Posted by Jonathan Maus ( Publisher/Editor ) on December 6th, 2010 at 2:12 pm
I realize I’m slightly biased, but I think our sixth annual BikeCraft went extremely well. We had a steady flow of pleasant crowds all weekend, new vendors that raised eyebrows, lots of sales, and most importantly everyone seemed to have a great time (even if it they did so while wearing gloves, scarves, jackets and hats — it was cold!).
Before I get into some vendor and product highlights, I want to thank everyone that helped us make it possible:
- BikePortland sales and business manager Jonathan “JR” Reed (once again) did a stellar job putting it all together. (Seriously, I wasn’t really much help at all.)
- The musicians/artists of Noiseum showed up impromptu and played their eerily awesome music.
- Pedal Bike Tours stepped up this year and became our first-ever sponsoring partner.
- Pedal Kettle kept things warm, fun, and smelling good with their kettle corn.
- SoupCycle shared free soup samples and signed up lots of “soupscribers”.
- Whole Foods brought lots of nice munchies and activities for the little ones.
- Hopworks brought their beer bike and poured their excellent winter ale to a very appreciative crowd.
- In a pinch, SLICE Brick Oven Pizza from Vancouver rolled down and had hot slices on Sunday.
Since we all packed into a coffee shop in Northeast Portland on that icy night in December 2005, the focus has remained the same: This event is about showcasing people that make great things and connecting with people who want to buy it. I especially love to give new artisans a chance to introduce themselves to the community.
Here are some brief notes on just a few of the many memorable vendors and items from the show…
Sara Collins (find her on Etsy here) was a big bright spot this year. Her stained glass ornaments and other items sold briskly all weekend. In fact, she sold so much on Saturday, she rushed home that night to make more pieces for Sunday (and she sold many of those too!). My favorite things from Sara were her large chainrings with stained glass designs welded into them. Beautiful.
Another new vendor that got folks buzzing was Luke Mathers of Truce Designs (Facebook). Luke has spent the last year perfecting his bags and you can tell this guy knows what he’s doing. Luke has sourced scraps of polyeurethane coated, recycled dry-suit fabric (used by sea divers), which he puts to expert use in his backpacks, tote bags, and waterproof shoe covers. Luke has a bright future and Truce is definitely a company to watch.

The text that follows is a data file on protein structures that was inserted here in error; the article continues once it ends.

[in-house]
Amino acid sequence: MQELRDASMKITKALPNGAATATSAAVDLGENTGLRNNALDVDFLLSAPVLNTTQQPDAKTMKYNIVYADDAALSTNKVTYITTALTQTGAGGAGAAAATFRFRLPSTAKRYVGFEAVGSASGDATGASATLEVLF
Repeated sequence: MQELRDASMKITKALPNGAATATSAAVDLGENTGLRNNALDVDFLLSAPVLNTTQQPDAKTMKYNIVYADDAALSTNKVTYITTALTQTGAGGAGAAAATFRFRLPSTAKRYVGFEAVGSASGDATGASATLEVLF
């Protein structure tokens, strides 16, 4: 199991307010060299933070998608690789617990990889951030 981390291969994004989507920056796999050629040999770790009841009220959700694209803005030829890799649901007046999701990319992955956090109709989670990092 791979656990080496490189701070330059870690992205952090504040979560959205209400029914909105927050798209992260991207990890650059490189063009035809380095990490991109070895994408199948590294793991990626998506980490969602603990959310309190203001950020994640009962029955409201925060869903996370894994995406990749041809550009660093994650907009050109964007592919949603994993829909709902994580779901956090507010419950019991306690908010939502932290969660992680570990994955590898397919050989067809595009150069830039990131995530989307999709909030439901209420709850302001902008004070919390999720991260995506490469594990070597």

His backpack/pannier combo bags are super functional (full of pockets and straps) and he’s got a great eye for combining colors (he also does custom orders). His prototype rear rack-top duffel bag got a lot of attention. It looks like a classic gym bag and it snaps easily and firmly to your rear rack via four buckles.
Another item that caught by eye was the Tricera Top Tube Pad by Domenika Radonich of Whip Stitch Wares. Domenika has created a top tube pad that doubles as an inner tube and patch kit holder. It’s a great idea which she has executed well.
And then there’s Debra Paterson of Fast Chicken Gear who came down from the hills above Scappoose (a small town north of Portland) to debut her Drumsticks Rain Chaps. She’s put a lot of thinking into her chaps to make them easy to put on and take off and to make them durable and waterproof.
2010 was also the first year I relented on my stubbornness about making this a Portland-only affair; and I’m happy I did. Here’s why…
Brooklyn-based artist Danielle Baskin shared her handpainted helmets. My favorite was a design based on M. C. Escher’s famous fish-eye perspective drawing. Danielle flew all the way from New York City to be a part of BikeCraft.
One of her creations.
See others here.
I was also happy that Randi Jo Fabrications came up from Eugene to share all their wonderful items. They’ve got an impressive selection that includes everything from biking skirts to aprons, caps to tool rolls. Of particular note with their Multi-Use Tool (MUT) bag. A cylindrical, padded pouch with a roll-top closure, the MUT can be strapped under your seat as a tool bag, or it can be used as a beer cozy, or…
I could go on and on about all the fantastic things and people that I’ll remember from BikeCraft 2010. Thanks to everyone that came out to enjoy it with us. We’re already scheming about how to do it better next year so we hope you’ll all stay in touch. Check out the full slideshow below…
And yes, in response to many reader requests, we will work on a vendor contact directory. Stay tuned for that, and in the mean time, check out the full vendor list for more info.